Organic crops and crop-based foods may contain up to 69% more key antioxidants than conventionally-grown crops, according to a new systematic analysis.
The research, which claims to be the largest analysis of its kind, looked at data from 343 studies into the compositional differences between organic and conventional crops.
The international team of experts led by Newcastle University, UK, found that a switch to eating organic fruit, vegetable and cereals – and food made from them – could provide additional antioxidants equivalent to eating between 1-2 extra portions of fruit and vegetables a day.
“This study demonstrates that choosing food produced according to organic standards can lead to increased intake of nutritionally desirable antioxidants and reduced exposure to toxic heavy metals,” said lead author Professor Carlo Leifert of Newcastle University.
“This constitutes an important addition to the information currently available to consumers which until now has been confusing and in many cases is conflicting.”
Writing in the British Journal of Nutrition, the review and meta-analysis also shows significantly lower levels of toxic heavy metals in organic crops. Cadmium, which is one of only three metal contaminants along with lead and mercury for which the European Commission has set maximum permitted contamination levels in food, was found to be almost 50% lower in organic crops than conventionally-grown ones, said the team.
The question of whether organically grown foods offer any nutritional benefit has been hotly debated for decades – with a plethora of research suggesting that organic food has no nutritional benefit over foods and crops grown using conventional methods.
The review and analysis directly contradict those of a 2009 UK Food Standards Agency (FSA) commissioned study which found there were no substantial differences or significant nutritional benefits from organic food.
“The main difference between the two studies is time,” explained Leifert. “Research in this area has been slow to take off the ground and we have far more data available to us now than five years ago”.
"The much larger evidence base available in this synthesis allowed us to use more appropriate statistical methods to draw more definitive conclusions regarding the differences between organic and conventional crops,” added Dr Gavin Stewart – a co-author of the study.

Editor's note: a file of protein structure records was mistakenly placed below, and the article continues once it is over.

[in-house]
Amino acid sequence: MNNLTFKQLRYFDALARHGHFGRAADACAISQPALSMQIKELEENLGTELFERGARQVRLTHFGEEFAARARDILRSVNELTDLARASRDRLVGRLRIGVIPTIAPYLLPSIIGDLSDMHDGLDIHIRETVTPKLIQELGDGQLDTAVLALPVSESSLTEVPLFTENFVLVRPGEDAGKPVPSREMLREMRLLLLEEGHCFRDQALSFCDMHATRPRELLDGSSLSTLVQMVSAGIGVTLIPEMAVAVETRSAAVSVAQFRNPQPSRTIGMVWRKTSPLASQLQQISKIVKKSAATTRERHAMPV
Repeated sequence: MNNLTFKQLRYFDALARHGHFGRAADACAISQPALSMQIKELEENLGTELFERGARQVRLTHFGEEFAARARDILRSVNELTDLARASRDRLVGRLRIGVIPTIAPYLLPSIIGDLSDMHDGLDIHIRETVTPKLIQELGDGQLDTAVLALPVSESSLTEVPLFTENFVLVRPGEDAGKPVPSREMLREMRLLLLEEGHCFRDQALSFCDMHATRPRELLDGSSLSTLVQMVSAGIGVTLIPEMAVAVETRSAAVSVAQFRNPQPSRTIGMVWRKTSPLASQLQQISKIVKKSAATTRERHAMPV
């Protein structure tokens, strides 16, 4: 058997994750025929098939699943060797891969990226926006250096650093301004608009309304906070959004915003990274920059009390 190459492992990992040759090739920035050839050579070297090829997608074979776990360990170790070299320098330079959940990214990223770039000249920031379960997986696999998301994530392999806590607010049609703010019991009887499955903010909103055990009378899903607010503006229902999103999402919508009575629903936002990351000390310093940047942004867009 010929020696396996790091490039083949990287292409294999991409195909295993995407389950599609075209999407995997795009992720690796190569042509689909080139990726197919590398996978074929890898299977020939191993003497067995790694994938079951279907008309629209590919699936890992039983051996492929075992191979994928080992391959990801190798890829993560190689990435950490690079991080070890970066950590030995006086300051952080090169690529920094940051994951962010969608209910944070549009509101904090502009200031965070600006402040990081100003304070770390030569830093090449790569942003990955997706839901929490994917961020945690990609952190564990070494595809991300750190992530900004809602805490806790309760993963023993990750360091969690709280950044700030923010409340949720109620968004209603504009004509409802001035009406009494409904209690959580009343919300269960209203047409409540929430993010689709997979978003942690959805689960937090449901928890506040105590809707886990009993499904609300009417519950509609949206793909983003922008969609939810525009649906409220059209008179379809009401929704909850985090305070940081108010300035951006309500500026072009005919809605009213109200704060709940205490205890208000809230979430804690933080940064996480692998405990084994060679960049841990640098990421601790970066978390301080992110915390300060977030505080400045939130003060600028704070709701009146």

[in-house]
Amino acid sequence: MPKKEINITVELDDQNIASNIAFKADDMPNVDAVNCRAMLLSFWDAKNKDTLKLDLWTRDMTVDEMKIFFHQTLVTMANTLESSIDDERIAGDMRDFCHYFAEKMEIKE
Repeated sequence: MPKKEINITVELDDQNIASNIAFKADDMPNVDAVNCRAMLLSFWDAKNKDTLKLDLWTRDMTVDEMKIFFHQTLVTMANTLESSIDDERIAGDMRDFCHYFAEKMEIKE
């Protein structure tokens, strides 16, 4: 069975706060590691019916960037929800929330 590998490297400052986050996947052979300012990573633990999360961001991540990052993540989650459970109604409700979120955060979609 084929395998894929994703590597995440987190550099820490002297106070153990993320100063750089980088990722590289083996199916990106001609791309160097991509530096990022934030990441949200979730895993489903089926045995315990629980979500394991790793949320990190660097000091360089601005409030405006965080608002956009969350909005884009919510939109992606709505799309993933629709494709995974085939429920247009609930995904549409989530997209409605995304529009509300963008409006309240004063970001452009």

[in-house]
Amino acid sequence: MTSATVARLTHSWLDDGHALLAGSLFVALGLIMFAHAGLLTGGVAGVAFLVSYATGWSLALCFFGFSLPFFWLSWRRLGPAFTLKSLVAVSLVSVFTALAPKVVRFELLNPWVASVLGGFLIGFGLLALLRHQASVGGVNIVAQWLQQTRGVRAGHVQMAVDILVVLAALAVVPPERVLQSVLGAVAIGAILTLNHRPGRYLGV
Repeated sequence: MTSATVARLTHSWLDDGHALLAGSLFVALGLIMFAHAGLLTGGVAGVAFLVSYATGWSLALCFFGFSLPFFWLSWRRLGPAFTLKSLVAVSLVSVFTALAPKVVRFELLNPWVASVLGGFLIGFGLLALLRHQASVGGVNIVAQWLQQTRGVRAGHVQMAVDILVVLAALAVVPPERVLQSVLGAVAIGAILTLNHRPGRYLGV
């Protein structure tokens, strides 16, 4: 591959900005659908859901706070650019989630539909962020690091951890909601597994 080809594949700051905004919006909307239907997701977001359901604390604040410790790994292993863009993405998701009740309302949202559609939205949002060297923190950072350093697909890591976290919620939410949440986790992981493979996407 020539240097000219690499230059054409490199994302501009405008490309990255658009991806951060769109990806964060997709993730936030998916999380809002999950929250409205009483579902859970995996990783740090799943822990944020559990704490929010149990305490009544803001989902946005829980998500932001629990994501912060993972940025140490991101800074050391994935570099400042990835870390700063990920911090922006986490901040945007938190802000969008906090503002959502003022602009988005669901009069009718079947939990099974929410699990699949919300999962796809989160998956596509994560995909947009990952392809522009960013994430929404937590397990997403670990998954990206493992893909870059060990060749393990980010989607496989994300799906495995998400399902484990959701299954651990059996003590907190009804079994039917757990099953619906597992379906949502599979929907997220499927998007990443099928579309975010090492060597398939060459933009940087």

But commenting on the new analysis, Professor Tom Sanders of King’s College London warned that the current meta-analysis is misleading “because it refers to antioxidants in plants as if they were a class of essential nutrients, which they are not.”
“The compounds referred to are mainly plant phenolics and are produced in higher quantities when plants are environmentally stressed,” he said.
“The article shows differences in cadmium concentrations in cereals but not in fruit and vegetables. Cadmium levels are dependent on the soil in which the plant is grown and have nothing to do with organic certification.”
Richard Mithen, leader of the food and health programme at the Institute of Food Research (IFR) in the UK noted that while the research provides evidence that organic production could lead to increases in certain phenolic compounds in some fruits and vegetables, it also reports a decrease in protein, nitrates and fibre in the organically grown crops, “which may be undesirable, and which are maybe unsurprisingly not referred to by the authors in their advocacy of organically grown produce.”
“Of greater significance is that there is no evidence provided that the relatively modest differences in the levels of some of these compounds would have any consequences (good or bad) on public health,” he added. “The references to ‘antioxidants’ and ‘antioxidant activity’, and various ‘antioxidant’ assays would suggest a poor knowledge of the current understanding within the nutrition community of how fruit and vegetables may maintain and improve health.”
The study, funded jointly by the European Framework 6 programme and the Sheepdrove Trust, found that concentrations of antioxidants such as polyphenolics were between 18-69% higher in organically-grown crops.
Substantially lower concentrations of a range of the toxic heavy metal cadmium were also detected in organic crops (on average 48% lower).
Leifert and his colleagues also reported that nitrogen concentrations were found to be significantly lower in organic crops, with total nitrogen, nitrate and nitrite concentrasions, 10%, 30% and 87% respectively lower in organic compared to conventional crops.
Pesticide residues were also four times more likely to be found in conventional crops than organic ones, they said.
“Our results are highly relevant and significant and will help both scientists and consumers sort through the often conflicting information currently available on the nutrient density of organic and conventional plant-based foods,” commented study co-author Professor Charles Benbrook of Washington State University
“The organic vs non-organic debate has rumbled on for decades now but the evidence from this study is overwhelming – that organic food is high in antioxidants and lower in toxic metals and pesticides,” concluded Leifert.
The authors added that they welcome a continued public and scientific debate on the subject – noting that the entire database generated and used for this analysis
is freely available on the Newcastle University website for the benefit of other experts and interested members of the public.
Source: British Journal of Nutrition
Published online ahead of print, doi:
“Higher antioxidant concentrations and less cadmium and pesticide residues in organically-grown crops: a systematic literature review and meta-analyses.”
Authors: Baranski, M. et al